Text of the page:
Physics: Principles and Problems


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For use with Chapter 6

Sailing to the Stars
Posted April 11th, 2001

Hundreds of years ago, Johannes Kepler made the suggestion that ships could sail through space using "heavenly breezes" much like ships do that sail across the sea using the wind. Because there's a vacuum in space, there are of course no breezes in space. However, there are winds - solar winds. Solar winds are photons and particles that radiate out from the Sun. Scientists at NASA's Jet Propulsion Laboratories (JPL) are developing a way to harness these winds with huge solar sails.

These sails need to be incredibly thin and lightweight to be easily transported into space. The sails would be sent into space in a small container and then deployed when their location has been reached. The sails would then be propelled by photons and microwaves. When the sails are deployed near Earth, which is relatively close to the Sun, the powerful radiation from the Sun will push the ship deep into space.

Once the ship traveled beyond the influence of the solar winds, it could continue "coasting" at an incredibly high speed beyond the solar system. Scientists calculate a ship propelled by these sails could reach the nearest star in approximately 40 years.

New Materials Developed
Special materials have been developed to make the sails. It uses a special carbon composite that was developed by Energy Science Laboratory in San Diego, California. The compound is strong enough to resist the intense heat of the radiation in space (up to 2,500 Kelvin) and being pelted by micrometeors, yet thin enough to meet the lightweight requirements to send it into space.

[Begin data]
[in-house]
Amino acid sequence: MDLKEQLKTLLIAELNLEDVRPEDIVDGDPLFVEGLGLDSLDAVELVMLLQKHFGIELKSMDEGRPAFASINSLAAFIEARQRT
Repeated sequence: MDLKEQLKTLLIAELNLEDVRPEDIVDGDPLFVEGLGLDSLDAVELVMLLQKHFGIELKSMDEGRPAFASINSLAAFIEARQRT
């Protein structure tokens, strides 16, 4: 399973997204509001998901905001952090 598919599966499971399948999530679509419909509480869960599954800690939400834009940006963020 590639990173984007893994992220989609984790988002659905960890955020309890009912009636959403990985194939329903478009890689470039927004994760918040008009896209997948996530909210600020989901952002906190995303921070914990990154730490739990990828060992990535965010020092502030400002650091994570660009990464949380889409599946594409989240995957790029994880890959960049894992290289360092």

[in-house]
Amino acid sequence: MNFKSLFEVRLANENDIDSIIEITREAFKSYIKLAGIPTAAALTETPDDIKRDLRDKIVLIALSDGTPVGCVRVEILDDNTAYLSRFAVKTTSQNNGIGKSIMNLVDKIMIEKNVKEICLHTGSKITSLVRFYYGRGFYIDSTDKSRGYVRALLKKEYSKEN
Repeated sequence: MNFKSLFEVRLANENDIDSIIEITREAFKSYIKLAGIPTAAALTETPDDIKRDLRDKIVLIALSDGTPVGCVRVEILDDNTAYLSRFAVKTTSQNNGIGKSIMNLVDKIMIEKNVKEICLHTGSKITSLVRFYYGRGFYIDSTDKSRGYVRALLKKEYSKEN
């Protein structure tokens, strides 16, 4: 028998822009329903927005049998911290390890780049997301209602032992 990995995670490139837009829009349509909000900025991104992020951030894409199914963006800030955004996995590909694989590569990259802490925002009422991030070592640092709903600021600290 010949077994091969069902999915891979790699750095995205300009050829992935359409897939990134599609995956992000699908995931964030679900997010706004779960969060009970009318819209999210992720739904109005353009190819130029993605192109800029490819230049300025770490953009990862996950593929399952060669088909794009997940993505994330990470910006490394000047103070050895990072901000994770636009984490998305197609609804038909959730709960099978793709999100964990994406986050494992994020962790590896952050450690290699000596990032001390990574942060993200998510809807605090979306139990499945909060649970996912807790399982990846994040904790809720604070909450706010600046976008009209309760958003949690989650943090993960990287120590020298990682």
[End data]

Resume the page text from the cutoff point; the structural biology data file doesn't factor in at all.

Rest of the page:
The material was tested at JPL and at Wright-Patterson Air Force Base in Dayton, Ohio. They were able to produce an acceleration that was several times as powerful as the force of gravity.

These sails could achieve speeds much faster than can be achieved through traditional spaceflight. It would also be a source of "fuel" - which is directed from outside of the ship - and allow the ship to travel farther than is possible now.

The Planetary Society, which was founded by scientist Carl Sagan among others, plans to send a test probe into space that will use this technology. Their craft will have 30-yard sails and will cost about $4 million. If the test flight is successful, perhaps in a few short decades, it might be possible to travel beyond the solar system.

Use the Internet sites given here to research these space sails. In a small group, build a model of these spacecraft and explain it to the class.



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Physics: Principles and Problems